The F8REVER collective recently showcased some of their work during Cape Town’s popular First Thursdays evening. With the UU space as their canvas, the collective exhibited part one of their ongoing interactive series. Mbongisani Dube, Bilali Mwayeya and Karabo Masalela make up the F8REVER collective that was founded right in the City of Cape Town. Having been artists even before they met, the members still have much to say through their art and poetry. We sat down with them at the UU store to get clued up on their beginnings and current headspace.


What is the context of your artwork or inspiration?

That’s a deep question. We create because we’re always inspired to create, we’re inspired to learn. That’s why we involve ourselves in a whole lot of different mediums. That’s also why we’re a collective because we want to learn from each other. All of us are visual artists. One member, who’s currently in Botswana (Karabo) is a writer, rapper and poet. We try to mix poetry and illustrations. The undertaking of the root of a poem is what it’s about. For example, we have these super short poems, that are about four words that we use to make certain illustrations. In the meantime, we’re just trying to create and get better.


Walk us through the context of your art making process?

We usually start with an abstract that we work from. That normally becomes the guide of whatever we’re doing. We kind of pick apart the stories. For example, taking a paragraph from a specific book and breaking down what it entails. Researching what it means and kind of getting deeper. Trying to tell a story across all boards, like architecture for instance. We’re taking the normal world and creating a surreal world. If you look at the images, you see that the places are familiar even though it looks totally distorted.


How long have you guys been doing this?

F8REVER started in twenty-thirteen. All three of us had our own separate journeys building up to this point. We basically just decided to start working together. We used to skip class and go to different art galleries holding paintings, even getting kicked out of a couple. Eventually we had to figure out what we wanted to do and just build from there. We started it here in Cape Town mostly because there was a culture of it already.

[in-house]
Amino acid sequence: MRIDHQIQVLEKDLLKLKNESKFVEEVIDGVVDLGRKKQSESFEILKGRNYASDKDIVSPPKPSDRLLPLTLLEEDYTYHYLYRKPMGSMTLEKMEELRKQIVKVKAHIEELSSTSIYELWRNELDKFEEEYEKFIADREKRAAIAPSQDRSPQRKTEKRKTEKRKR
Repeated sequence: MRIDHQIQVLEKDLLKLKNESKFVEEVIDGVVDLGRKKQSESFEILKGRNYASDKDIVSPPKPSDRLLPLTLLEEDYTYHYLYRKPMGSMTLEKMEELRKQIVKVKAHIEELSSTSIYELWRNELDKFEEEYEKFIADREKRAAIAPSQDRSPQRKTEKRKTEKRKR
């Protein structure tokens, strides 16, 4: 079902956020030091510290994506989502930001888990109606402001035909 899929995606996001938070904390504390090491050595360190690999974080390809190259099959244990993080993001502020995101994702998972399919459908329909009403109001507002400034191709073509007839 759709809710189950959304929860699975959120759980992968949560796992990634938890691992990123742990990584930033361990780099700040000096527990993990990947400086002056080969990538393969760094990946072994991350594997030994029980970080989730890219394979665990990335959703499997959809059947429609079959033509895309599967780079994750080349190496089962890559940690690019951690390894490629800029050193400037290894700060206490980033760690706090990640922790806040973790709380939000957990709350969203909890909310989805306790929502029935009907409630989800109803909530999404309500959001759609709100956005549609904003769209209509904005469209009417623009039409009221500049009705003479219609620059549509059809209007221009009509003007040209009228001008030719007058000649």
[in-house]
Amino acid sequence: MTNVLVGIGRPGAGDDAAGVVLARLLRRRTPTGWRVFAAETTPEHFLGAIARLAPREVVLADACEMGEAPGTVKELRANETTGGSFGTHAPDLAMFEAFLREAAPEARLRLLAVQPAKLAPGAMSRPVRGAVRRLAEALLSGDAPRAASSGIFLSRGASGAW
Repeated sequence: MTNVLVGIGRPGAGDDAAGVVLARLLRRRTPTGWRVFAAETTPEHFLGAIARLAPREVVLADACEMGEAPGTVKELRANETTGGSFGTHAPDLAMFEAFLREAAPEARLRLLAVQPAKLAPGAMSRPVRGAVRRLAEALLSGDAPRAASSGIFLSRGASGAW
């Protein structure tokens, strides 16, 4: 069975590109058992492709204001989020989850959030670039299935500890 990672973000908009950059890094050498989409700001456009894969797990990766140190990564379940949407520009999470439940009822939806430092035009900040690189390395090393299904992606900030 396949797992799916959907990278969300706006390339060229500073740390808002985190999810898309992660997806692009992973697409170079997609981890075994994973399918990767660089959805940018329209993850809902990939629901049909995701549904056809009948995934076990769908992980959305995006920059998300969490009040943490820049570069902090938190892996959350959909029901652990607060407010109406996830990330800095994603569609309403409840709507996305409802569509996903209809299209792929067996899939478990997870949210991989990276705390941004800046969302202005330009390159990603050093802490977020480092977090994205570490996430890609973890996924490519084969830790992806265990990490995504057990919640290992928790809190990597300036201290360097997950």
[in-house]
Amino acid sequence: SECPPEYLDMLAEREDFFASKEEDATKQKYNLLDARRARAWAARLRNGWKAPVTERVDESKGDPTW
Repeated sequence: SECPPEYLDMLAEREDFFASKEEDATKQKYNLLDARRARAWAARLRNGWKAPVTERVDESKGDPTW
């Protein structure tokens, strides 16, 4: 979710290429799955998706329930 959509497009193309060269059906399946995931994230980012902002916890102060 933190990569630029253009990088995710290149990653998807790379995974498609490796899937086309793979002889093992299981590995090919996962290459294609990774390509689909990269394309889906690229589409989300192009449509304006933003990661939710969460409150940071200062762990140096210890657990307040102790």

How have you experienced the Cape Town art scene?

There’s no confusion about the dynamics of the scene. It’s very transparent. What we’re trying to do is not conform to any kind of zone. We want to create the zone and let you come and experience it. It’s more than just going to a place to view art. It’s about how you feel, the vibe, the music. All that is very important. It’s about coming into the zone. We enjoy spaces where we’re allowed freedom to just do what we do. We’re very particular about little things and themes in terms of issues that we speak to. Essentially, we really try to bring our themes into those spaces.


Can you speak on the inspiration for the pieces presented at the recent First Thursday event at UU?


The main event is going to be two big canvases being presented upstairs, which is part one (part two will happen later). It’s basically about two opposites (contrast) like light and dark. The inspiration came from a story of two twin sisters who were essentially opposites. Those elements of contrasts led us to create this artwork.


Tell us about how you came to collaborate with UU?

We heard about Unknown Union through a friend. She’s actually been helping us set up this exhibition. One of her lecturers is friends with Jason so she linked that up. We came in here and basically said what we wanted to do and they were on board with it.


What more can we expect from you?

We’ve got a couple of things planned for the year that’s going to keep people interested. Just expect to understand the themes we speak on, on a much deeper level. This collaboration with Unknown Union is something to look out for as well. We’re trying to do a graphic novel. We haven’t even started illustrating yet but we’re working on that gradually. We really want to take our time with it. Instead of us just being about canvases, we’re going to do more. People are going to see that.

 (Matimu Rikhotso for Unknown Union) 


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Image by Andrea Clare


Image by Andrea Clare


Image by Andrea Clare


Image by Andrea Clare